Your lawn may be looking tough after last year’s dry conditions followed by a long winter. Spring time is a great opportunity to get your lawn back on track and looking its best again. If your lawn is looking bare or you are starting a new lawn from bare soil, you are not alone. Here are a few things to consider when starting your grass seeding:
Prepare the Soil
If you’re doing a brand new seeding, make sure the soil is firm and free from all debris or clumps. Having a smooth, weed-free seed bed is crucial for seed-to-soil contact on new seedings. If you have an existing lawn, now is the time to thatch or rake up any old or dead thatch from last year. Preparing is the most important tool for seeding into existing lawn. If your seeds do not have a chance of hitting the soil, they simply won’t germinate. Seed-to-soil contact is the key to success.
Choose the Right Seed
Kentucky Bluegrass is the standard for most lawns in the upper Midwest. It is a cool season grass that does well on a wide variety of soil types. However, by adding Fescue to your lawn seed, you help hedge the bet when temperatures get hot and conditions are dry. Creeping red, chewings, sheep, and hard and tall fescues are all hearty species that complement Kentucky bluegrass. Also, if your budget allows, now is the time to apply starter lawn fertilizer. The Millborn 13-13-13 is a starter used to jump start those seedlings.
Spread the Seed
By hand or by tool, that is the question! If you are doing small spots that a few handfuls of grass will cover, by hand is a great option. For larger areas, hand or wheel spreaders will be the way to go for a more even and consistent establishment of your seedlings. If you have the time, take half of your seed and go north to south and then again with the last half of the seed, go east to west.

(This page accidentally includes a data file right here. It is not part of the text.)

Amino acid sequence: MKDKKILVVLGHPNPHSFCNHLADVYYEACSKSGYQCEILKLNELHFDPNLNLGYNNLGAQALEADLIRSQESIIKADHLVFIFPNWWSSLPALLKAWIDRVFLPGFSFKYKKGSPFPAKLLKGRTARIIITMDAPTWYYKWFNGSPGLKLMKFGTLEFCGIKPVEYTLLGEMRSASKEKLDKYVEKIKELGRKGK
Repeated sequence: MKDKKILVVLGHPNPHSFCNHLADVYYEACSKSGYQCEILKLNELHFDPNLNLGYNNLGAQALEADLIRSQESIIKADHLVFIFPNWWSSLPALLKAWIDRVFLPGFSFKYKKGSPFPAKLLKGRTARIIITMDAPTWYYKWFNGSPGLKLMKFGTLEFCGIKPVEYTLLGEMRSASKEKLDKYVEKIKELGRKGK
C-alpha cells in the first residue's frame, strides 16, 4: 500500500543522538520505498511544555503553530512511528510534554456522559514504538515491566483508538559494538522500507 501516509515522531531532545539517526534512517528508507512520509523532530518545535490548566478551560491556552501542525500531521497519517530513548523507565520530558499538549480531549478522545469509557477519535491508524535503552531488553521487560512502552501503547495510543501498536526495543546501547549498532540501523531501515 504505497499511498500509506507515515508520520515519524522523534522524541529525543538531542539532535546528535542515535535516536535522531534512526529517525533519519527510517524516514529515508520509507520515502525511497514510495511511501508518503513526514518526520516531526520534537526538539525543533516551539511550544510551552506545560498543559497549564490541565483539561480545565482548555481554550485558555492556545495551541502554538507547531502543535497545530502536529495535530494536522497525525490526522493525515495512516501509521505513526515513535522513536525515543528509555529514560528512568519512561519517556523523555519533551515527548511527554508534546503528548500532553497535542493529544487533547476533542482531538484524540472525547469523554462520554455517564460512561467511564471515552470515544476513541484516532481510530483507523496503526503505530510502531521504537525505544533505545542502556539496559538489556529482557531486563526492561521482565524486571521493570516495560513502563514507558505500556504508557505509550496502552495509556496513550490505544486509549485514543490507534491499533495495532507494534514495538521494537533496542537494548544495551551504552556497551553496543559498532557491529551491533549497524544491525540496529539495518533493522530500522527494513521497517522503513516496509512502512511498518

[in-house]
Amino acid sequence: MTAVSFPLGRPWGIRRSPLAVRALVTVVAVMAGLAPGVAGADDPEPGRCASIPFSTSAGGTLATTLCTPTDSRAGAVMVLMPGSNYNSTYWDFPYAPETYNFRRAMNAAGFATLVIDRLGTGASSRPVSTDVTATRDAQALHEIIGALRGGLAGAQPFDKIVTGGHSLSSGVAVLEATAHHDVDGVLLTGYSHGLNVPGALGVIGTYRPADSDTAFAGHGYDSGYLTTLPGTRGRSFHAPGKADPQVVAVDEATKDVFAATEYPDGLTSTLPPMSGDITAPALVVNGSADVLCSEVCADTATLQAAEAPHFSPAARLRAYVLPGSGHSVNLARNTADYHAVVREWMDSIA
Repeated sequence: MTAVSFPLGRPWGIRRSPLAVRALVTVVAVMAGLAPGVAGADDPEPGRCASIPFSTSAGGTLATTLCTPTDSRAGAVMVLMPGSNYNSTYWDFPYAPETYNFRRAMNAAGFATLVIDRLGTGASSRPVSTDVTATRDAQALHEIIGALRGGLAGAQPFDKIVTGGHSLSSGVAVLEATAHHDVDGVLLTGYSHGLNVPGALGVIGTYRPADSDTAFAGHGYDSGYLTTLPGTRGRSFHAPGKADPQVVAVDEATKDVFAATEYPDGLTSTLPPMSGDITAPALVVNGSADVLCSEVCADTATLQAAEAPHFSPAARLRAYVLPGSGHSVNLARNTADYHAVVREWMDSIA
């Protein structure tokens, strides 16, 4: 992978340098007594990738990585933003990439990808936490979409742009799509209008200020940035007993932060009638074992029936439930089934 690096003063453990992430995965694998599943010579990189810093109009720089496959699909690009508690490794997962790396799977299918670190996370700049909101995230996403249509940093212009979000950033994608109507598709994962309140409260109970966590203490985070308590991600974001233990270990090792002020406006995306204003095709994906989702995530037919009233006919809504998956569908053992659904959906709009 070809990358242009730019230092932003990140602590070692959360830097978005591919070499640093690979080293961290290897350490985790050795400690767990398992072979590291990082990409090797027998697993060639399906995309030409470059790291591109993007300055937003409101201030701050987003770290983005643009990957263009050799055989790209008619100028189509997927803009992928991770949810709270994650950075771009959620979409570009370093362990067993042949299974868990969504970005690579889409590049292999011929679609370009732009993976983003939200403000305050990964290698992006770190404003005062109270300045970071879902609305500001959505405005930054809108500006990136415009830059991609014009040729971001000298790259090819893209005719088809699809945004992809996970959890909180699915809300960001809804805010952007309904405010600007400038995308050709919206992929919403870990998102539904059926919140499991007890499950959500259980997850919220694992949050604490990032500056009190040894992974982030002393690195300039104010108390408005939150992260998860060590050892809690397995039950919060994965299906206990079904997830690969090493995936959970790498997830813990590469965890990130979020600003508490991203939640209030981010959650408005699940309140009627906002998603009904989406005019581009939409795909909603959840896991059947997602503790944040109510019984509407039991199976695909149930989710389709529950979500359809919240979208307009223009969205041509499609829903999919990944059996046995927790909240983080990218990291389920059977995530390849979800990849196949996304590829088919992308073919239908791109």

Cover your Tracks
Last but not least, it’s good to gently cover your seeds with a spring tooth rake or similar type tool to consistently cover the seeds. You may see seed on the top soil – that is acceptable. Ideally, you’d like to either get a nice rain or lightly water the grass after planting – usually 20-30 minutes of a standard sprinkler system or garden hose on the area is adequate during the establishment (1 inch per week is the goal). You will want to do consistent, frequent waterings vs. all at once.
The first 30 days after planting grass is when the hard work takes place. During this time, the seedlings will be germinating and roots will be establishing, so ensure you avoid foot traffic during the establishment period. Let the new grass get 3-4” tall before the first mowing and keep the first few mowings plenty high. Mowing too short can stress the plant during the hot part of summer, damaging the hard work you put in.
If you have questions or want more information about turf management, please contact Team Millborn.